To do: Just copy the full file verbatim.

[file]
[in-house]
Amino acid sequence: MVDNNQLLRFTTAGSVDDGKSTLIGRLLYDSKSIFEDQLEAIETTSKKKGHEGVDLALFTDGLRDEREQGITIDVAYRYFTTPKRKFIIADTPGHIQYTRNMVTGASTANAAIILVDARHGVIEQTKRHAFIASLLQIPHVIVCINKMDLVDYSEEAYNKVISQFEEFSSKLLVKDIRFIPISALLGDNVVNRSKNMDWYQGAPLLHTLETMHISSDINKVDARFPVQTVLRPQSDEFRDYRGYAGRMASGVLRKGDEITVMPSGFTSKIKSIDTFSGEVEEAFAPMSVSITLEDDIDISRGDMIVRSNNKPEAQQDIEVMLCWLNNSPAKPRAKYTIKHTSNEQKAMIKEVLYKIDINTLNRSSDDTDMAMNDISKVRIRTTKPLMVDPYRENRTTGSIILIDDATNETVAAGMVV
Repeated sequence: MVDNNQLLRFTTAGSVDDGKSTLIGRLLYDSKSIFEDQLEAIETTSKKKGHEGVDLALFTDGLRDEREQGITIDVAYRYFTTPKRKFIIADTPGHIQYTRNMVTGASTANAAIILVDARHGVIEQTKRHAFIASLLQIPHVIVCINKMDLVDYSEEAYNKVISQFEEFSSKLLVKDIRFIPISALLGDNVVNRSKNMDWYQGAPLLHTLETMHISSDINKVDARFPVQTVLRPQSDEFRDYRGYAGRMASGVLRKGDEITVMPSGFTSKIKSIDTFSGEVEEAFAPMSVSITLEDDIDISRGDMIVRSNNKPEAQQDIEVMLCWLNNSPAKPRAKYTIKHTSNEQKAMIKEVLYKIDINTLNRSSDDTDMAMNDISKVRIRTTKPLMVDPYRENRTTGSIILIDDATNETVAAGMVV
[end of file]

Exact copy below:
[in-house]
Amino acid sequence: MVDNNQLLRFTTAGSVDDGKSTLIGRLLYDSKSIFEDQLEAIETTSKKKGHEGVDLALFTDGLRDEREQGITIDVAYRYFTTPKRKFIIADTPGHIQYTRNMVTGASTANAAIILVDARHGVIEQTKRHAFIASLLQIPHVIVCINKMDLVDYSEEAYNKVISQFEEFSSKLLVKDIRFIPISALLGDNVVNRSKNMDWYQGAPLLHTLETMHISSDINKVDARFPVQTVLRPQSDEFRDYRGYAGRMASGVLRKGDEITVMPSGFTSKIKSIDTFSGEVEEAFAPMSVSITLEDDIDISRGDMIVRSNNKPEAQQDIEVMLCWLNNSPAKPRAKYTIKHTSNEQKAMIKEVLYKIDINTLNRSSDDTDMAMNDISKVRIRTTKPLMVDPYRENRTTGSIILIDDATNETVAAGMVV
Repeated sequence: MVDNNQLLRFTTAGSVDDGKSTLIGRLLYDSKSIFEDQLEAIETTSKKKGHEGVDLALFTDGLRDEREQGITIDVAYRYFTTPKRKFIIADTPGHIQYTRNMVTGASTANAAIILVDARHGVIEQTKRHAFIASLLQIPHVIVCINKMDLVDYSEEAYNKVISQFEEFSSKLLVKDIRFIPISALLGDNVVNRSKNMDWYQGAPLLHTLETMHISSDINKVDARFPVQTVLRPQSDEFRDYRGYAGRMASGVLRKGDEITVMPSGFTSKIKSIDTFSGEVEEAFAPMSVSITLEDDIDISRGDMIVRSNNKPEAQQDIEVMLCWLNNSPAKPRAKYTIKHTSNEQKAMIKEVLYKIDINTLNRSSDDTDMAMNDISKVRIRTTKPLMVDPYRENRTTGSIILIDDATNETVAAGMVV